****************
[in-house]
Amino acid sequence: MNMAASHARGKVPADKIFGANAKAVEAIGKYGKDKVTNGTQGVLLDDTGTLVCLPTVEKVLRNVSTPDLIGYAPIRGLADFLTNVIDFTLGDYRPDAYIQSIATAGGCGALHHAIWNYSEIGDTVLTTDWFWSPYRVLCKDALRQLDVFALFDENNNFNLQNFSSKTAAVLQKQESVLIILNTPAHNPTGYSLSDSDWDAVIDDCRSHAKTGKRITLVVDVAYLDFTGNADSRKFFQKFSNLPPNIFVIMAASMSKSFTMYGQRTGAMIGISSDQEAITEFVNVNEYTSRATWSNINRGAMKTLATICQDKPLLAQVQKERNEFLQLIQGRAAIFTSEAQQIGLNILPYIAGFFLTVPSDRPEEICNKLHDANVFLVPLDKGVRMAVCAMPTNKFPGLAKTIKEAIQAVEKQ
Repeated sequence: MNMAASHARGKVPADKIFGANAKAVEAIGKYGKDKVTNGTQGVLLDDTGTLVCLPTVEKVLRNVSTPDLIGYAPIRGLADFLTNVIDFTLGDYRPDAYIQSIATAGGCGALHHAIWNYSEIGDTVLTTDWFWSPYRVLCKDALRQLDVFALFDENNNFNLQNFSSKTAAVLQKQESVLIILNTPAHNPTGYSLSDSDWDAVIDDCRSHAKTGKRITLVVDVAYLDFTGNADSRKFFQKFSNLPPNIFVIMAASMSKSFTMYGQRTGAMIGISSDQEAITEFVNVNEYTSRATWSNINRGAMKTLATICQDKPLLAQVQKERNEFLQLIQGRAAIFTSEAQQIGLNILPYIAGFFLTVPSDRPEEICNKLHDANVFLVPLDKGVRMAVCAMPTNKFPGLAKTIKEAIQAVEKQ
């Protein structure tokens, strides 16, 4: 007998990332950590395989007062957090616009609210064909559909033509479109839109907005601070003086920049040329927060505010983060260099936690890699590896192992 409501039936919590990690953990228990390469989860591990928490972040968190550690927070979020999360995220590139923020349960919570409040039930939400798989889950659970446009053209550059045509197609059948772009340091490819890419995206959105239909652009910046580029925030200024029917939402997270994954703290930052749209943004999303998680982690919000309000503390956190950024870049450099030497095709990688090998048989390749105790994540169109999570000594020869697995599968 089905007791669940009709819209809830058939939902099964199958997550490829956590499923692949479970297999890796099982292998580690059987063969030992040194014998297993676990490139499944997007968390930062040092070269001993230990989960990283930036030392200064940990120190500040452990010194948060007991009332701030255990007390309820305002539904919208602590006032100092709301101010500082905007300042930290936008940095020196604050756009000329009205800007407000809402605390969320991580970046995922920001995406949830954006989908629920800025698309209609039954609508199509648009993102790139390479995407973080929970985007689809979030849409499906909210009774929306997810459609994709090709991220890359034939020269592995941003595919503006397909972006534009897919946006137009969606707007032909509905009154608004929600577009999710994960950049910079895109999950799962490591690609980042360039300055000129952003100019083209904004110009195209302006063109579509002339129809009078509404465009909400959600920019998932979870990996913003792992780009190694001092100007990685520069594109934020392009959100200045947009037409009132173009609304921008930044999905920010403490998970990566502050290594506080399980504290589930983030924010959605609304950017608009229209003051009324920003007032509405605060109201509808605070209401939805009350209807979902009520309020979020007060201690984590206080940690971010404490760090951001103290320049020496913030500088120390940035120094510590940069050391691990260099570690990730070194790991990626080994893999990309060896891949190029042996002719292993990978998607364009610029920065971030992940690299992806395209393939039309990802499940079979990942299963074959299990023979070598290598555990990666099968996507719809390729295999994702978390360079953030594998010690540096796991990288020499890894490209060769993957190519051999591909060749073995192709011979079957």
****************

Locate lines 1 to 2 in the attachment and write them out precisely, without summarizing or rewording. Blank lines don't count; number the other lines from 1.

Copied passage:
[in-house]
Amino acid sequence: MNMAASHARGKVPADKIFGANAKAVEAIGKYGKDKVTNGTQGVLLDDTGTLVCLPTVEKVLRNVSTPDLIGYAPIRGLADFLTNVIDFTLGDYRPDAYIQSIATAGGCGALHHAIWNYSEIGDTVLTTDWFWSPYRVLCKDALRQLDVFALFDENNNFNLQNFSSKTAAVLQKQESVLIILNTPAHNPTGYSLSDSDWDAVIDDCRSHAKTGKRITLVVDVAYLDFTGNADSRKFFQKFSNLPPNIFVIMAASMSKSFTMYGQRTGAMIGISSDQEAITEFVNVNEYTSRATWSNINRGAMKTLATICQDKPLLAQVQKERNEFLQLIQGRAAIFTSEAQQIGLNILPYIAGFFLTVPSDRPEEICNKLHDANVFLVPLDKGVRMAVCAMPTNKFPGLAKTIKEAIQAVEKQ